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The Armenian-born mystic, philosopher, and spiritual teacher G. I. Gurdjieff (c.1866-1949) is an enigmatic figure, the subject of a great deal of interest and speculation, but not easily fitting into any of the common categories of “esoteric,” “occult,” or “New Age.” Scholars have for the most part passed over in silence the contemplative exercises presented in Gurdjieff’s writings. Although Gurdjieff had intended them to be confidential, some of the most important
exercises were published posthumously in 1950 and in 1975.
Arguing that an understanding of these exercises is necessary to fully appreciate Gurdjieff’s contribution to modern esotericism, Joseph Azize offers the first complete study of the exercises and their theoretical foundation. It shows the continuity in Gurdjieff’s teaching, but also the development and change. His original contribution to Western Esotericism lay in his use of tasks, disciplines, and contemplation-like exercises to bring his pupils to a sense of their own presence which could to
some extent be maintained in daily life in the social domain, and not only in the secluded conditions typical of meditation. Azize contends that Gurdjieff had initially intended not to use contemplation-like exercises, as he perceived dangers to be associated with these monastic methods, and the
religious tradition to be in tension with the secular and supra-denominational guise in which he first couched his teaching. As Gurdjieff adapted the teaching he had found in Eastern monasteries to Western urban and post-religious culture, however, he found it necessary to introduce contemplation.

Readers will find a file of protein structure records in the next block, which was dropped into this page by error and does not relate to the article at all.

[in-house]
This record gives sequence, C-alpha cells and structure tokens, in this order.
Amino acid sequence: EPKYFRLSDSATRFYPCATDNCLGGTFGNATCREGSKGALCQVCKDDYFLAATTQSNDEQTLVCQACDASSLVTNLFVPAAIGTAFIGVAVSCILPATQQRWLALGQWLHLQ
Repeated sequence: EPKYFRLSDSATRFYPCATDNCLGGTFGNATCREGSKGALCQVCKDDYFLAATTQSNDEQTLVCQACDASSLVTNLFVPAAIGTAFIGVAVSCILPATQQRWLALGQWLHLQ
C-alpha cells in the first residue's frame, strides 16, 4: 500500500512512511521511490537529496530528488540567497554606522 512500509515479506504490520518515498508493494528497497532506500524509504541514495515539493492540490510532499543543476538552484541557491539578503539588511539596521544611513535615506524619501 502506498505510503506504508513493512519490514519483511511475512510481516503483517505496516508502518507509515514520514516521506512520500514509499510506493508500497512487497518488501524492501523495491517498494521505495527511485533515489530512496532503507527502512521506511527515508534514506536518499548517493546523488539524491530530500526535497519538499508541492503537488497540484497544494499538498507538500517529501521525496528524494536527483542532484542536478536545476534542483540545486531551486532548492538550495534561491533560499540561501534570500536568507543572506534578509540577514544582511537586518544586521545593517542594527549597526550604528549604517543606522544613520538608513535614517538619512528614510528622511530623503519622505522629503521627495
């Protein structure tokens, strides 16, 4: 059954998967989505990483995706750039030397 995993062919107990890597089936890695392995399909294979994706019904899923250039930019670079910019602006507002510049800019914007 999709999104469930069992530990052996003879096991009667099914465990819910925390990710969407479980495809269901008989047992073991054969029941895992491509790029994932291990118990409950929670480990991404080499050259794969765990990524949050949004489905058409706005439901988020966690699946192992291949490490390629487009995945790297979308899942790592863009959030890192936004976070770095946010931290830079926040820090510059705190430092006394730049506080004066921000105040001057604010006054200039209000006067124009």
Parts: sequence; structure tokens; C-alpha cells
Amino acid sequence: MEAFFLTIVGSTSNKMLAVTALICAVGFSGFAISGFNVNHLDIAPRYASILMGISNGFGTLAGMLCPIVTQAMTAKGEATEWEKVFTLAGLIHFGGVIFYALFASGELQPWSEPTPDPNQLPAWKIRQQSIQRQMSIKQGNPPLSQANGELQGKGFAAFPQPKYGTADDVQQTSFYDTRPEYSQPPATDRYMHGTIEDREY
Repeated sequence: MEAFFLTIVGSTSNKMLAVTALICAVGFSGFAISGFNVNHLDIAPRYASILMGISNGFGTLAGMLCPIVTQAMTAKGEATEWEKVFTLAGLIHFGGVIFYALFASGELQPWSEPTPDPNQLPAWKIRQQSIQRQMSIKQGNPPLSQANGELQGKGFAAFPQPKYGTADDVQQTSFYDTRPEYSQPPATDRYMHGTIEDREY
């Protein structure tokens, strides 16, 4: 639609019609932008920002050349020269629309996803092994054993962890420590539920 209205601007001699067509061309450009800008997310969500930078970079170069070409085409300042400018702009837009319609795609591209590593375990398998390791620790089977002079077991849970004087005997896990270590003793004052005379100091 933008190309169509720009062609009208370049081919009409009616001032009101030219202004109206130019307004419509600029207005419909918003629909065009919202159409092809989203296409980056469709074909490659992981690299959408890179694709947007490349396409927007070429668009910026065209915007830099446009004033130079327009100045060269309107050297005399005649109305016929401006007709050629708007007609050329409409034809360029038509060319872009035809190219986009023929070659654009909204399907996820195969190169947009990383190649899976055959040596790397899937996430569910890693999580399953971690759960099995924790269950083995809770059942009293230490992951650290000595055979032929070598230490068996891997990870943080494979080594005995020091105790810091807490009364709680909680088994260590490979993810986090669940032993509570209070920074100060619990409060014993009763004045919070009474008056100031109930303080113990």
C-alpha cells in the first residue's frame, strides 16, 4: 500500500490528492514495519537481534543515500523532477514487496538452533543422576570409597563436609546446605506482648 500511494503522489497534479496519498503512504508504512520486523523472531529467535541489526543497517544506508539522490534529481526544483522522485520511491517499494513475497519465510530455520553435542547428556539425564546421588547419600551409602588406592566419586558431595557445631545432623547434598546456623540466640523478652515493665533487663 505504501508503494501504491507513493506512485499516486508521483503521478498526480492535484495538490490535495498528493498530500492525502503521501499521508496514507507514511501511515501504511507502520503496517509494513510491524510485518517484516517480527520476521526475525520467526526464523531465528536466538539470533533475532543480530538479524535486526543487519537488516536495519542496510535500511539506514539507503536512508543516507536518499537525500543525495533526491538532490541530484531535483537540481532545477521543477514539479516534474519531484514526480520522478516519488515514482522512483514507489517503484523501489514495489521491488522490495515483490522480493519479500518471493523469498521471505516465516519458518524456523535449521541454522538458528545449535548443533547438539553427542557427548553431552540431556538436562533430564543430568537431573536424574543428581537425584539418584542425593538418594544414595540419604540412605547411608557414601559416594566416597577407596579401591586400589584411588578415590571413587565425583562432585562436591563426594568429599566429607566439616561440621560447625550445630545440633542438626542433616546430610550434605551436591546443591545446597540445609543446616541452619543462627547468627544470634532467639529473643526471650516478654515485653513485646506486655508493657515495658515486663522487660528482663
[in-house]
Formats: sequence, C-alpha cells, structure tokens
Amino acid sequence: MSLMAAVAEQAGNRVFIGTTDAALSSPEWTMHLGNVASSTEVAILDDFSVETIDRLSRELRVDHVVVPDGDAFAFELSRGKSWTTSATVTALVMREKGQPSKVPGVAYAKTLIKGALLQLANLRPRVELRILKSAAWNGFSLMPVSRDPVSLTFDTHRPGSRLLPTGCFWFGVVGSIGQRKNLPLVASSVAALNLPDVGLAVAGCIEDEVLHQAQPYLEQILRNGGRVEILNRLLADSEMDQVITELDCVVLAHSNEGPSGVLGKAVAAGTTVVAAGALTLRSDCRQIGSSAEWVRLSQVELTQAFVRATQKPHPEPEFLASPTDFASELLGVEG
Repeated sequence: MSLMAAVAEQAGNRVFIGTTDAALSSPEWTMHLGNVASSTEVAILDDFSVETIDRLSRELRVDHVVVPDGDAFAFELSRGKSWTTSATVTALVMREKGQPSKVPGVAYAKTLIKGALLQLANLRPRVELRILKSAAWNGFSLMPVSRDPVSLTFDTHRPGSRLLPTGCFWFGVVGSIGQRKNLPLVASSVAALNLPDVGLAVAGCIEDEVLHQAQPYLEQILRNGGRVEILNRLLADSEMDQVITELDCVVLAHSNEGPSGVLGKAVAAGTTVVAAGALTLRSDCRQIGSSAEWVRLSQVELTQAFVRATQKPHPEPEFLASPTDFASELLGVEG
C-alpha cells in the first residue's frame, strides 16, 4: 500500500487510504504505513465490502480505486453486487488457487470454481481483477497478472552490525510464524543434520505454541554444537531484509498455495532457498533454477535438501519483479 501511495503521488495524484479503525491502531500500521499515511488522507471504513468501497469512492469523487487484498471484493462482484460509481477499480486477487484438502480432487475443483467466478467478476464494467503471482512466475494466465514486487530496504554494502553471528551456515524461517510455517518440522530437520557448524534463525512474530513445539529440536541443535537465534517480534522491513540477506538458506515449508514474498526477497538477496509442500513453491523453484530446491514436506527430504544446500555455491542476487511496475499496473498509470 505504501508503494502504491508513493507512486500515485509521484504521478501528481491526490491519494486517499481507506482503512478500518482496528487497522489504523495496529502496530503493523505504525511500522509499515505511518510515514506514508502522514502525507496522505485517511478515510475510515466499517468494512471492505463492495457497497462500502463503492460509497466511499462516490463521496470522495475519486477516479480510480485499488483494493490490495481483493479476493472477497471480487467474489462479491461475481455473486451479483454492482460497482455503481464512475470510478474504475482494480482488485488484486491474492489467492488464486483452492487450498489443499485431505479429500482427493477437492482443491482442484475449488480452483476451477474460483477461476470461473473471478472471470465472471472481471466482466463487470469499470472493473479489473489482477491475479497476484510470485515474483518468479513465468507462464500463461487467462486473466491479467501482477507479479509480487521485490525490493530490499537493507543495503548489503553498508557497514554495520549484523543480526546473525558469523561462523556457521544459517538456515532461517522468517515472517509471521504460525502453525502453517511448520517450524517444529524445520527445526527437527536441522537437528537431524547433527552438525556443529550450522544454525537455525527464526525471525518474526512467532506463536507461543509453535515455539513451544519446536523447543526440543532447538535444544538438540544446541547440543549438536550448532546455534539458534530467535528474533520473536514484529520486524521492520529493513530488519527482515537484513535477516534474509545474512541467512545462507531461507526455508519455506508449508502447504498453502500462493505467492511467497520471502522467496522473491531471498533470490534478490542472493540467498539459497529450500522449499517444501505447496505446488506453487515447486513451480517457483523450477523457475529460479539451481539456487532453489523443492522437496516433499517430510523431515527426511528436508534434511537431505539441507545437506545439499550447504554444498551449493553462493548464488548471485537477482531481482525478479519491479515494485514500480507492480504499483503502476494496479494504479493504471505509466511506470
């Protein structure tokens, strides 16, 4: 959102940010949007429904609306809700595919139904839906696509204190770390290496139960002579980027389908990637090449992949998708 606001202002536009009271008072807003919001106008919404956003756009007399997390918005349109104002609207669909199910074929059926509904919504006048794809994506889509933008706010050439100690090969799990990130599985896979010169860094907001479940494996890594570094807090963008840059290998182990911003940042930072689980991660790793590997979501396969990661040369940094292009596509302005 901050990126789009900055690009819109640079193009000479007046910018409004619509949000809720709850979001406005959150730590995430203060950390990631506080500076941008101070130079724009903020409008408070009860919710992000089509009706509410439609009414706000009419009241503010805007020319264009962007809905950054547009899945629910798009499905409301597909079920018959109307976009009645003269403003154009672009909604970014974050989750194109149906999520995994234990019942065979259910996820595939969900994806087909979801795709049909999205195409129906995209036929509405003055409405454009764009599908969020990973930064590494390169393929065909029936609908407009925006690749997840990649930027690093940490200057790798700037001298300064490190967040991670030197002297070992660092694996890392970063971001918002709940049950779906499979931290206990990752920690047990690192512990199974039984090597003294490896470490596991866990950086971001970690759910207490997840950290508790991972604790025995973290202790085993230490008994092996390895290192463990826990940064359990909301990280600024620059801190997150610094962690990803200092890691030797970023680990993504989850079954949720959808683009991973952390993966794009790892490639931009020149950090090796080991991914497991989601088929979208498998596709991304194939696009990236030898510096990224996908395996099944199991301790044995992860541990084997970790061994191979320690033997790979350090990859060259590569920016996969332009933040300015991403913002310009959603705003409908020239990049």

Joseph Azize has the bright idea of collecting the basic exercises given by Gurdjieff and he concludes that their roots are in the Christian Orthodox tradition. A religious component of the Gurdjieff teaching is revealed: Gurdjieff formulated a new practical science of melding the biological emanations with the divine emanations. * Basrab Nicolescu, author of From Modernity to Cosmodernity * This book is remarkable, a serious study of Gurdjieff's ideas and exercises that will be of service not only to students of the fourth way but also to those who wish to better understand mysticism and contemplation in the Christian tradition. It contains unparalleled resumes and analyses of Gurdjieff's exercises and their evolution over the whole period of his teaching life. Azize points out that Gurdjieff not only drew on the work of collaborators such as Orage but he gradually embraced contemplative practice, drawing on Western orthodox methods, citing the idea: Behind 'real I' lies God. The author forcibly expresses the view that the real Gurdjieff exercises have been neglected and obscured and need to be restored and known. His book is one of the most substantial ever written about the actual 'Gurdjieff work' and deserves to be widely read and thought about deeply. * Anthony Blake, author of The Supreme Art of Dialogue * This is an outstanding study of the practical basis of Gurdjieff's teaching that will form a new benchmark in scholarly studies. Through sustained examination of the exercises taught orally by Gurdjieff and his pupils, Azize shows that the 'Work' was primarily created as something to do in everyday life, rather than a philosophical system to be decoded. This masterly account is required reading for everyone interested in how new, alternative and esoteric traditions are actually practiced in the modern world. * Steven J. Sutcliffe, Senior Lecturer in the Study of Religion, University of Edinburgh *
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